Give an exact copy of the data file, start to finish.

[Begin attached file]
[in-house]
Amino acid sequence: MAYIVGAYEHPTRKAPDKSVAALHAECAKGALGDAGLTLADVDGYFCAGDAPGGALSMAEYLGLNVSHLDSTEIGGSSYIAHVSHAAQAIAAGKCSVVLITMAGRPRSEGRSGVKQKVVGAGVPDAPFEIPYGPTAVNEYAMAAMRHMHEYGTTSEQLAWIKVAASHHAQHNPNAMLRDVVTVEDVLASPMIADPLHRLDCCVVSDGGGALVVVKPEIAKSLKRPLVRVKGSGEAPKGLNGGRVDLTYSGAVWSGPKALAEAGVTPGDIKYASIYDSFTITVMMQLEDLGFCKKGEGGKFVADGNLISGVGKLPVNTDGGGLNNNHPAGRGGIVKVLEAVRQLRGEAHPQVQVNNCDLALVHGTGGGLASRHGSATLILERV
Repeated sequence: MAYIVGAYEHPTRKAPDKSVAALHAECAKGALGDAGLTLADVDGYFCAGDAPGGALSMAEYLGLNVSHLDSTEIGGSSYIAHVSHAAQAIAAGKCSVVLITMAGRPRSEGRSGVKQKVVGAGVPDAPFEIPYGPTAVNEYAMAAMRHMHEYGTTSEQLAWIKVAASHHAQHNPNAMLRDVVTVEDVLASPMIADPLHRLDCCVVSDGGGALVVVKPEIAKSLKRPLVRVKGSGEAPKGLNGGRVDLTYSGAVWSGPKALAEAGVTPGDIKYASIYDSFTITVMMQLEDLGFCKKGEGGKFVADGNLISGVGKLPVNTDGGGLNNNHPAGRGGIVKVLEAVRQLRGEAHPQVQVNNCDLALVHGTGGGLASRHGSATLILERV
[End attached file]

[in-house]
Amino acid sequence: MAYIVGAYEHPTRKAPDKSVAALHAECAKGALGDAGLTLADVDGYFCAGDAPGGALSMAEYLGLNVSHLDSTEIGGSSYIAHVSHAAQAIAAGKCSVVLITMAGRPRSEGRSGVKQKVVGAGVPDAPFEIPYGPTAVNEYAMAAMRHMHEYGTTSEQLAWIKVAASHHAQHNPNAMLRDVVTVEDVLASPMIADPLHRLDCCVVSDGGGALVVVKPEIAKSLKRPLVRVKGSGEAPKGLNGGRVDLTYSGAVWSGPKALAEAGVTPGDIKYASIYDSFTITVMMQLEDLGFCKKGEGGKFVADGNLISGVGKLPVNTDGGGLNNNHPAGRGGIVKVLEAVRQLRGEAHPQVQVNNCDLALVHGTGGGLASRHGSATLILERV
Repeated sequence: MAYIVGAYEHPTRKAPDKSVAALHAECAKGALGDAGLTLADVDGYFCAGDAPGGALSMAEYLGLNVSHLDSTEIGGSSYIAHVSHAAQAIAAGKCSVVLITMAGRPRSEGRSGVKQKVVGAGVPDAPFEIPYGPTAVNEYAMAAMRHMHEYGTTSEQLAWIKVAASHHAQHNPNAMLRDVVTVEDVLASPMIADPLHRLDCCVVSDGGGALVVVKPEIAKSLKRPLVRVKGSGEAPKGLNGGRVDLTYSGAVWSGPKALAEAGVTPGDIKYASIYDSFTITVMMQLEDLGFCKKGEGGKFVADGNLISGVGKLPVNTDGGGLNNNHPAGRGGIVKVLEAVRQLRGEAHPQVQVNNCDLALVHGTGGGLASRHGSATLILERV